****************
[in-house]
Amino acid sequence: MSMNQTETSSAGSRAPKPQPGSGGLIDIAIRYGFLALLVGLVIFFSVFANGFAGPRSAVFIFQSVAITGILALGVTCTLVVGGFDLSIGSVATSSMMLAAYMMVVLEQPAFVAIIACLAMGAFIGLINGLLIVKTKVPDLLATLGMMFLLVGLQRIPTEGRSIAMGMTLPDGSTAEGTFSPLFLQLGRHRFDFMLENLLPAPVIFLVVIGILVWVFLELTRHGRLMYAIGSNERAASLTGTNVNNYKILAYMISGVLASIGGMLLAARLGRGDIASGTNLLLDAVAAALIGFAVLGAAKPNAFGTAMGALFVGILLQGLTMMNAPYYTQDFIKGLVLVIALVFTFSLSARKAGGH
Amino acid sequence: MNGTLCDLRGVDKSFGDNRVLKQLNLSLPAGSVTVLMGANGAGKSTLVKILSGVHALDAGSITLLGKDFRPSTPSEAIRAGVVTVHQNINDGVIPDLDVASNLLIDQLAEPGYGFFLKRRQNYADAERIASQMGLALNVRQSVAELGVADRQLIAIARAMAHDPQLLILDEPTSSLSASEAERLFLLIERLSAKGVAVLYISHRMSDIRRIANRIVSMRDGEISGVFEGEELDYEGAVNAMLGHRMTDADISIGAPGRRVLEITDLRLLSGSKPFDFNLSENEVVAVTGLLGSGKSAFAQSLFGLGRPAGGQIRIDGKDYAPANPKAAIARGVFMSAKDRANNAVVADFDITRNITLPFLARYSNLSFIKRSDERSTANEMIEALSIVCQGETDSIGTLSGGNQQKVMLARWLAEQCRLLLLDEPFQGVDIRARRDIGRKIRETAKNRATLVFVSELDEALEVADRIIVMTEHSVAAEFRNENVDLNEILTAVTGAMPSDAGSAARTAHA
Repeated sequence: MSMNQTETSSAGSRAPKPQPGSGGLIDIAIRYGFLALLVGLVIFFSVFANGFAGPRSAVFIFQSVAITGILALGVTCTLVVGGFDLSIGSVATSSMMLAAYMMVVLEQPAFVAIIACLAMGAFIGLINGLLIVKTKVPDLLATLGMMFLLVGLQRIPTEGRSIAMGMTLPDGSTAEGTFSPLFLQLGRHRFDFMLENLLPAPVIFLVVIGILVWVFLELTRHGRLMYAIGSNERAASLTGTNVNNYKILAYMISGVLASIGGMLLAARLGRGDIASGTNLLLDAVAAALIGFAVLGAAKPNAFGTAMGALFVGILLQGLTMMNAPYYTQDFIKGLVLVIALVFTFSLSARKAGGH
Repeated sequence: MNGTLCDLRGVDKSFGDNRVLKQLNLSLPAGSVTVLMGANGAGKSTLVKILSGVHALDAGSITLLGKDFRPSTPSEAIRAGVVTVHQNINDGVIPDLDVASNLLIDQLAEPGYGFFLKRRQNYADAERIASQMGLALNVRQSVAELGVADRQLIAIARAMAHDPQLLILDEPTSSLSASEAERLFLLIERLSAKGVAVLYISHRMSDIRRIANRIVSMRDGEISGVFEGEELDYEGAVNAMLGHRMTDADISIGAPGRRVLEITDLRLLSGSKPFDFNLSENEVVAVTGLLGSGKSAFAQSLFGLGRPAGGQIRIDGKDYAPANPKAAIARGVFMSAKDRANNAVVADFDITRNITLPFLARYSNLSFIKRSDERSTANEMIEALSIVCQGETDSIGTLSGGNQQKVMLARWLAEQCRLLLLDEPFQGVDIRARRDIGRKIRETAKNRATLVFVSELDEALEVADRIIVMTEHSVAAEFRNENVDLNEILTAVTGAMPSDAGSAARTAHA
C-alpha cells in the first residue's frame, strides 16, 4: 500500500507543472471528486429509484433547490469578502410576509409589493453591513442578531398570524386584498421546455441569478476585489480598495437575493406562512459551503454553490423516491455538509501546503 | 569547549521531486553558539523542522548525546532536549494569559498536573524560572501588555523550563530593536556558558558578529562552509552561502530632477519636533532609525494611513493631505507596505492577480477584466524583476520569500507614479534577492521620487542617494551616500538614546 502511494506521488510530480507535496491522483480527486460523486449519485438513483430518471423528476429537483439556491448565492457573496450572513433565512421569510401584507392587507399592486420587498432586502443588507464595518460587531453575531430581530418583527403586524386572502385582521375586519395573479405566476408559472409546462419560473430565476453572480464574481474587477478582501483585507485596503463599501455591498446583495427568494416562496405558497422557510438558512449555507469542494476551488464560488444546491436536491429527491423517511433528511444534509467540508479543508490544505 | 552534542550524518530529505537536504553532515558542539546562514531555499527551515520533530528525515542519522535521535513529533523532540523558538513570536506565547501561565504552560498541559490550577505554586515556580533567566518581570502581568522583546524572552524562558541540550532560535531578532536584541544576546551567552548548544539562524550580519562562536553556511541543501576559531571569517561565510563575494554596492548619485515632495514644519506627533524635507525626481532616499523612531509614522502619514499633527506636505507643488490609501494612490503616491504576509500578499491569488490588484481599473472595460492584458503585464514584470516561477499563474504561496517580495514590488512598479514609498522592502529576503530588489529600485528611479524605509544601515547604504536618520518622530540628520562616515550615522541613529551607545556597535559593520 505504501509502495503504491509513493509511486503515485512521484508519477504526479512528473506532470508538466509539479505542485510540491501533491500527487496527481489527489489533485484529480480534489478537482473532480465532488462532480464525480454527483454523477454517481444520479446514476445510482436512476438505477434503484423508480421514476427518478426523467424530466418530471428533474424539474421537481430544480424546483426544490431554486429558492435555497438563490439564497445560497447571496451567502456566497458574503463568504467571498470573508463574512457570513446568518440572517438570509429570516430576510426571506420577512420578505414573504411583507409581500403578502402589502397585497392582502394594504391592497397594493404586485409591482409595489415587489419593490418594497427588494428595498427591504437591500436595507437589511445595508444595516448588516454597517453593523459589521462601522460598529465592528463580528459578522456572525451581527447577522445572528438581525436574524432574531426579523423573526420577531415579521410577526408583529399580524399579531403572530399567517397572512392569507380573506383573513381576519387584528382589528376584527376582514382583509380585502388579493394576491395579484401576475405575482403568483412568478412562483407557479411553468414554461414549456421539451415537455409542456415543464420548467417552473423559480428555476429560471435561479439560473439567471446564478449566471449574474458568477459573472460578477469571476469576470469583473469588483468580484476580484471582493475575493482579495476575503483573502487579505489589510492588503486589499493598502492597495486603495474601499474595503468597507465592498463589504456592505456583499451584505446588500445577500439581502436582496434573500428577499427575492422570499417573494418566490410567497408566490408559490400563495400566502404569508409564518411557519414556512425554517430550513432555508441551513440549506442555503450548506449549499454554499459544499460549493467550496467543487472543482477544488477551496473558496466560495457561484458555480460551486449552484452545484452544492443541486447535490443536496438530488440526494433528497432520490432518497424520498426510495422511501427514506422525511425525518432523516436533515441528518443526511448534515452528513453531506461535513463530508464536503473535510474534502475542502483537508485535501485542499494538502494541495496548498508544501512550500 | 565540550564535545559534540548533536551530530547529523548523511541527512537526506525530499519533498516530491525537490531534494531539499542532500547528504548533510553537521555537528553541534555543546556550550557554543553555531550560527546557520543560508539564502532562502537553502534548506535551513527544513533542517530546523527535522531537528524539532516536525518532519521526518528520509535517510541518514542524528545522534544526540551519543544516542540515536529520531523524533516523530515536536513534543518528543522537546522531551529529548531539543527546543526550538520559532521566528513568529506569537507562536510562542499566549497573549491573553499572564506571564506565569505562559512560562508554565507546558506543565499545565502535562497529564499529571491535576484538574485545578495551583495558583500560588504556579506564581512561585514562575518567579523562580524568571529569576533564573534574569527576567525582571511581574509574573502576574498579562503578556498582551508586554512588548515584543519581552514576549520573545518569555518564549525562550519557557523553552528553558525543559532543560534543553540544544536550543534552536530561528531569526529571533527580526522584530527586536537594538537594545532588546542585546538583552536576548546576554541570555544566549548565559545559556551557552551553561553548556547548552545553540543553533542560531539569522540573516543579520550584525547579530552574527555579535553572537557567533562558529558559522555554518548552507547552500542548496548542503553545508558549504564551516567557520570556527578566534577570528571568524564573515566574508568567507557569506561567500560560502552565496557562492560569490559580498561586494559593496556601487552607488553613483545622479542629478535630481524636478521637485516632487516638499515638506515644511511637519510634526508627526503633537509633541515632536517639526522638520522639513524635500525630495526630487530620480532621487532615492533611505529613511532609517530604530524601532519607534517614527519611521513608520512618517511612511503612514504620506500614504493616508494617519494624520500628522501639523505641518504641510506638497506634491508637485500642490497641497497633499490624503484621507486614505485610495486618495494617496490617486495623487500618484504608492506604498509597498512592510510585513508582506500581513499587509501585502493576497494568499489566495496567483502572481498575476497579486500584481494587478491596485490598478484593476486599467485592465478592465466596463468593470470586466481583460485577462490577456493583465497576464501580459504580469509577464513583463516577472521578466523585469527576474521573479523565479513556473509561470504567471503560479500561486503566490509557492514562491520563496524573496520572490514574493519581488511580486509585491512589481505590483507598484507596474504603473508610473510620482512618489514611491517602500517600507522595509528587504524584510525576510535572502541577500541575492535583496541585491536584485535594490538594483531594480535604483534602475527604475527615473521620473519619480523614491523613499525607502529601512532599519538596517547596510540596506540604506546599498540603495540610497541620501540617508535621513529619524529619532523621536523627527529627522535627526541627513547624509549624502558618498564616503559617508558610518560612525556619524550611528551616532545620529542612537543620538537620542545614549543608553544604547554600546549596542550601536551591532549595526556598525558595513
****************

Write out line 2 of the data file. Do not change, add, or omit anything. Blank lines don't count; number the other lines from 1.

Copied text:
Amino acid sequence: MSMNQTETSSAGSRAPKPQPGSGGLIDIAIRYGFLALLVGLVIFFSVFANGFAGPRSAVFIFQSVAITGILALGVTCTLVVGGFDLSIGSVATSSMMLAAYMMVVLEQPAFVAIIACLAMGAFIGLINGLLIVKTKVPDLLATLGMMFLLVGLQRIPTEGRSIAMGMTLPDGSTAEGTFSPLFLQLGRHRFDFMLENLLPAPVIFLVVIGILVWVFLELTRHGRLMYAIGSNERAASLTGTNVNNYKILAYMISGVLASIGGMLLAARLGRGDIASGTNLLLDAVAAALIGFAVLGAAKPNAFGTAMGALFVGILLQGLTMMNAPYYTQDFIKGLVLVIALVFTFSLSARKAGGH